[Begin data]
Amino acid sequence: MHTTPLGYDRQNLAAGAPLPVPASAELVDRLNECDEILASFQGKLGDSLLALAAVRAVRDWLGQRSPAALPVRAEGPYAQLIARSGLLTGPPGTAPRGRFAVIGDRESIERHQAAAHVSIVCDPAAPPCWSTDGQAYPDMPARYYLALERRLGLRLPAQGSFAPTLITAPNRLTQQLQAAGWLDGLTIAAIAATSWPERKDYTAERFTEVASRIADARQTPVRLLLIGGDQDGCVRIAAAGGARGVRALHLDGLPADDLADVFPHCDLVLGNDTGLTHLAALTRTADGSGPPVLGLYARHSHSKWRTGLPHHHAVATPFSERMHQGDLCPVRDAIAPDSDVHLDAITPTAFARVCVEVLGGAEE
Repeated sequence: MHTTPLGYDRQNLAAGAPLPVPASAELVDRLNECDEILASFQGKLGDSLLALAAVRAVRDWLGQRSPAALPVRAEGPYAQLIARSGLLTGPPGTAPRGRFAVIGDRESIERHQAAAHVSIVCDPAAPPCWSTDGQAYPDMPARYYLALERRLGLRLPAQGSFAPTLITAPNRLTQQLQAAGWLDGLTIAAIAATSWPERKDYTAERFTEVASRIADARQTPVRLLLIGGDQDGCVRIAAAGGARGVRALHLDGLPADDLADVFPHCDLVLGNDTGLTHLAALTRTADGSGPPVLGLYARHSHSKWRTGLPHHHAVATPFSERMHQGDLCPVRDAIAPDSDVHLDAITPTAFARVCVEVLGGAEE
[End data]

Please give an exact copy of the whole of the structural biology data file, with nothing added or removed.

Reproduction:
Amino acid sequence: MHTTPLGYDRQNLAAGAPLPVPASAELVDRLNECDEILASFQGKLGDSLLALAAVRAVRDWLGQRSPAALPVRAEGPYAQLIARSGLLTGPPGTAPRGRFAVIGDRESIERHQAAAHVSIVCDPAAPPCWSTDGQAYPDMPARYYLALERRLGLRLPAQGSFAPTLITAPNRLTQQLQAAGWLDGLTIAAIAATSWPERKDYTAERFTEVASRIADARQTPVRLLLIGGDQDGCVRIAAAGGARGVRALHLDGLPADDLADVFPHCDLVLGNDTGLTHLAALTRTADGSGPPVLGLYARHSHSKWRTGLPHHHAVATPFSERMHQGDLCPVRDAIAPDSDVHLDAITPTAFARVCVEVLGGAEE
Repeated sequence: MHTTPLGYDRQNLAAGAPLPVPASAELVDRLNECDEILASFQGKLGDSLLALAAVRAVRDWLGQRSPAALPVRAEGPYAQLIARSGLLTGPPGTAPRGRFAVIGDRESIERHQAAAHVSIVCDPAAPPCWSTDGQAYPDMPARYYLALERRLGLRLPAQGSFAPTLITAPNRLTQQLQAAGWLDGLTIAAIAATSWPERKDYTAERFTEVASRIADARQTPVRLLLIGGDQDGCVRIAAAGGARGVRALHLDGLPADDLADVFPHCDLVLGNDTGLTHLAALTRTADGSGPPVLGLYARHSHSKWRTGLPHHHAVATPFSERMHQGDLCPVRDAIAPDSDVHLDAITPTAFARVCVEVLGGAEE